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I wrote about “The Forecast,” the first great episode of the back end of Mad Men‘s final season, for Dear Television at the LARB. Specifically, I wrote about the amazing director Jennifer Getzinger and why maybe repetition isn’t a bad thing:

“Bert Cooper was on this show for so long as a reminder, not of death but of irrelevance. Don’s having so much trouble figuring out what’s next for the agency because he’s asking the question the wrong way. “We know where we’ve been, we know where we are,” he says, and that’s true, but it shouldn’t be in first-person. He can’t tell where he’s going because he isn’t going anywhere. He’s achieved what he will achieve at SC&P — he’s no longer a metonym for the agency. The future is other people. Isn’t that sad? Isn’t that beautiful? Take off your shoes.”

“Space Station Getzinger”

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Dear Television is back on the Mad Men beat at The Los Angeles Review of Books for the final episodes of the series. I enjoy writing about this show more than any other, and I’m particularly pleased that we’ll be documenting Don Draper’s Decline and Fall at LARB. I wrote about the premiere episode and the ghostly return of one of Mad Mens greatest characters: Rachel Menken:

“We wanted Rachel to come back, but she is not who she is. Something else, something deeper is troubling Don Draper. Time travel isn’t easy even when it’s possible. You can’t see Rachel Menken again; she doesn’t exist anymore.”

“Deep Cuts: Rachel in Furs”

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NBC’s Parenthood finally ended last week, thus taking off the air a great ensemble of child actors. In the wake of this, I wrote, for “Dear Television” at The Los Angeles Review of Books, about the state of kid acting on TV right now:

“Imagine if every year, for eight years, we shot 13 episodes of television about the same kid! It’s not to denigrate the massive and moving achievement of Richard Linklater’s film — or the gut-wrenching experience of seeing such a long period of time condensed in one sitting — to say that serial television has been watching kids grow up since before Ellar Coltrane was a glimmer in his Earth-parents’ eyes.”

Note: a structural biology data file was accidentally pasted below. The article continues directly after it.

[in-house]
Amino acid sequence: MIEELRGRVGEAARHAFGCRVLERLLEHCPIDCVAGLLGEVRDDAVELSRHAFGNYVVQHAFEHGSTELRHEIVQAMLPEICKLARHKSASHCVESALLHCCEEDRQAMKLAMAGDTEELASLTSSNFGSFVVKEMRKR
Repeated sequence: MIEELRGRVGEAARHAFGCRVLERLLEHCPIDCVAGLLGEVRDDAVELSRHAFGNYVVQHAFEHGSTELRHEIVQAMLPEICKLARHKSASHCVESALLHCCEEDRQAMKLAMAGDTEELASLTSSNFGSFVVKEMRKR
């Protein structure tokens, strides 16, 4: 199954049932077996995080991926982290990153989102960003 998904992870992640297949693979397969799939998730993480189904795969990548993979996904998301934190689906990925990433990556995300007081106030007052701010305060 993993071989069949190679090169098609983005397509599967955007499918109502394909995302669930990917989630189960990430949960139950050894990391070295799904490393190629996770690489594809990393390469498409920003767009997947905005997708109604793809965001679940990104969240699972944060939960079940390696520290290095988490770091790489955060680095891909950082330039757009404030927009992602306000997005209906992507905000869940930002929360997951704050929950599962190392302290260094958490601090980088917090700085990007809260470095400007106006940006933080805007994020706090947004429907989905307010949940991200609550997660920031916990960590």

Parenthood‘s End: On Television’s Children”

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I wrote about week four of Broad City for “Dear Television” at Talking Points Memo. This episode was one of the most joyful television experiences I’ve had in a while, and here’s why:

“The broads aren’t idealists or utopians. There is no actually existing ideal of New York life for them to either occupy or come up against. They’re pragmatists, riding that nitrous wave with Billy James. They find the possibility of joy in every nook and cranny of this preposterous world they’ve created whether it’s a prix fixe shellfish dinner or a sewer sale on Birkin bags. Broad City is a cartoon, but sometimes in its ecstatically dumb pastiche of high and low it finds something that feels joyfully, thoughtlessly real.”

“Girls, Hit Your Hallelujah!”

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This Spring, “Dear Television” will be covering Broad City every week for Talking Points Memo‘s brand-new culture vertical, The Slice! Lili Loofbourow and I took the first shift, writing about the baffling treatment of “rape culture” in the season two premiere:

“Gray areas aside, the question in this episode is less about what Abbi does or doesn’t do than it is about how we read Ilana’s initially scandalized reaction. Is the show endorsing Ilana’s feminism, or is the show making fun of feminist killjoys who talk about rape culture at dinner parties?”

“Silly Feminists!”

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